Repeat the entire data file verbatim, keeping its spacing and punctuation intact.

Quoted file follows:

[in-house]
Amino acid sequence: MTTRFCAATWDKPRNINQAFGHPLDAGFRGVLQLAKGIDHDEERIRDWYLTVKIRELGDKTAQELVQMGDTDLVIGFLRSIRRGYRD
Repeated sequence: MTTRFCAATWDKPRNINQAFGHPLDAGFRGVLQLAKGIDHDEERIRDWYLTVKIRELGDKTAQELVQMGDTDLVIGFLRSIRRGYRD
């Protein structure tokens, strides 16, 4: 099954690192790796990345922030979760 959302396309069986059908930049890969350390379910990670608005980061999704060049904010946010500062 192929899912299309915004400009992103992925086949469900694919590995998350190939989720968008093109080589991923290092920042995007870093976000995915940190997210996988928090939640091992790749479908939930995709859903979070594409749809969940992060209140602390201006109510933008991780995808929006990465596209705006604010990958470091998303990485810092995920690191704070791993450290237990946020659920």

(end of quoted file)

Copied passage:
[in-house]
Amino acid sequence: MTTRFCAATWDKPRNINQAFGHPLDAGFRGVLQLAKGIDHDEERIRDWYLTVKIRELGDKTAQELVQMGDTDLVIGFLRSIRRGYRD
Repeated sequence: MTTRFCAATWDKPRNINQAFGHPLDAGFRGVLQLAKGIDHDEERIRDWYLTVKIRELGDKTAQELVQMGDTDLVIGFLRSIRRGYRD
């Protein structure tokens, strides 16, 4: 099954690192790796990345922030979760 959302396309069986059908930049890969350390379910990670608005980061999704060049904010946010500062 192929899912299309915004400009992103992925086949469900694919590995998350190939989720968008093109080589991923290092920042995007870093976000995915940190997210996988928090939640091992790749479908939930995709859903979070594409749809969940992060209140602390201006109510933008991780995808929006990465596209705006604010990958470091998303990485810092995920690191704070791993450290237990946020659920």